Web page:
Risk factors

  1. That’s Life: People in this category face ongoing life barriers to connection that cause loneliness. Think, a permanent carer, a single parent, people living remotely, people with disability or mobility issues, a FIFO or shift worker and people living alone.
  2. Life’s Transitions: Our social connections often decline when life changes – uncomfortable but not problematic necessarily. However, if a person is unable to find ways to make new connections, chronic loneliness can set it. Look out for the recently bereaved, military personnel leaving Defence, new parents, people leaving the workforce, new migrants, as a few examples.
  3. Structural or environmental loneliness: For some, where and how we live and the things around us can affect the way we connect and can cause loneliness. The most obvious in this category is enforced social isolation as a result of a pandemic, something that catapulted thousands of us into loneliness. However, in this category you can look for seniors excluded from a digitised world, people living in apartment blocks or unsafe areas, places where people are excluded culturally, or transport is poor.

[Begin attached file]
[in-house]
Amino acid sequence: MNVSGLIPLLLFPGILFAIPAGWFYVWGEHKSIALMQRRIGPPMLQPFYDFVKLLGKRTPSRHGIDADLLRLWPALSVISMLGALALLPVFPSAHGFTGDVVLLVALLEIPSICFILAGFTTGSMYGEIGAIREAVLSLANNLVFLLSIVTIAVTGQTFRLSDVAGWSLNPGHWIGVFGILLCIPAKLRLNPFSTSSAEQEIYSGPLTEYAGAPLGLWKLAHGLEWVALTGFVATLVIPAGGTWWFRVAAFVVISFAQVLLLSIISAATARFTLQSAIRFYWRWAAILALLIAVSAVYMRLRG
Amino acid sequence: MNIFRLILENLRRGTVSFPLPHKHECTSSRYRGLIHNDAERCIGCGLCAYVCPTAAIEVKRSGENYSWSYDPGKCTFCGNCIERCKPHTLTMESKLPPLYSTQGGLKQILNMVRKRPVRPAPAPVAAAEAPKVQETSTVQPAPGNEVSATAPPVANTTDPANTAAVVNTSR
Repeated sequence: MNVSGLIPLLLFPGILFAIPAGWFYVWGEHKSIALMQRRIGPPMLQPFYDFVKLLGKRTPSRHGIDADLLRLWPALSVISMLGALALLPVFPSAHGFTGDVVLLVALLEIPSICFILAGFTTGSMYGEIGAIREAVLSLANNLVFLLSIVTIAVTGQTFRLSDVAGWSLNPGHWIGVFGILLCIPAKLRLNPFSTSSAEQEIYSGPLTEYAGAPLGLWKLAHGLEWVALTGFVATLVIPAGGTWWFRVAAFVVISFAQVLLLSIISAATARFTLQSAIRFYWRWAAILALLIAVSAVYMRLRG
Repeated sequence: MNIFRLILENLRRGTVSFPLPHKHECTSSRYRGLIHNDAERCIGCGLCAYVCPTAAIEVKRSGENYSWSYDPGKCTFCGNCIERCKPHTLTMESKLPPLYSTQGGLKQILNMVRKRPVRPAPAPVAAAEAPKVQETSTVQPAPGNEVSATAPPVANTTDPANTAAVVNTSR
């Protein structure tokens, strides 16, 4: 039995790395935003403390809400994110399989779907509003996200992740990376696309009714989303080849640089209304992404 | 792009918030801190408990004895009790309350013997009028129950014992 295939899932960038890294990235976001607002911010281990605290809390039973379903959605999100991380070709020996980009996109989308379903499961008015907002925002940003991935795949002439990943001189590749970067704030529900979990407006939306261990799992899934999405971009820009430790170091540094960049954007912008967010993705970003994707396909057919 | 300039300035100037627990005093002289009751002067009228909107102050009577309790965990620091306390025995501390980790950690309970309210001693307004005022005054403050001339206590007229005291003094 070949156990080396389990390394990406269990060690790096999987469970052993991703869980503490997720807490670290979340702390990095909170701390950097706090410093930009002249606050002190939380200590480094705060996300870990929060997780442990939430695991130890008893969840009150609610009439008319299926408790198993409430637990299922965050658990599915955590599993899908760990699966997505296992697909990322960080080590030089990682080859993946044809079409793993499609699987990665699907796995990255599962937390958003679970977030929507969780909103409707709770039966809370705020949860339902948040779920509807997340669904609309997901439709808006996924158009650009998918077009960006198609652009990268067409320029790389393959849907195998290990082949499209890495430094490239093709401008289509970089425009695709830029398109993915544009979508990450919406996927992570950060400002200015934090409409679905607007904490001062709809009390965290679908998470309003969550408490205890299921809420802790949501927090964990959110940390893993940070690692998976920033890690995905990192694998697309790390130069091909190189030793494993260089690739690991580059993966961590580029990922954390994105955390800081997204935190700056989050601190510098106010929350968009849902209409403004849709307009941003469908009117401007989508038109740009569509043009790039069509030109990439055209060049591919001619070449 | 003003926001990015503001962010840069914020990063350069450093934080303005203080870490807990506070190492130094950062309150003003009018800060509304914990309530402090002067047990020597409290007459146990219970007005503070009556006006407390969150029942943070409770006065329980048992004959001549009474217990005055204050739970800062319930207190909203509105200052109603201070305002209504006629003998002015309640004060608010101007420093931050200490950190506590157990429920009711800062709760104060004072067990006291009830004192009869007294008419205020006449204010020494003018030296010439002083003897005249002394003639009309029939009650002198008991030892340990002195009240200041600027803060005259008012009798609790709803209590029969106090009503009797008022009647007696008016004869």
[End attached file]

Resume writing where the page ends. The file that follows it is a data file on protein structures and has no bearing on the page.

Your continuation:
4. People living with mental disability or who are neurologically diverse: Autism, Asperger’s, Tourette’s for example … conditions that can make it difficult to enjoy meaningful connections with others.

The signs of loneliness can be obvious – regular visits to the pharmacy with lingering chats and no particular purpose, health service frequent flyers for example. But loneliness manifests physically too, causing stress on the mind and body that shows up as insomnia, hypertension, obesity, cardiovascular disease, addiction and substance abuse, anxiety and depression. Often ill equipped, under-resourced (or both) to investigate the root cause of such chronic conditions, GPs can reach for the script. Enter the pharmacy, and here’s an opportunity for the community pharmacy to add great value.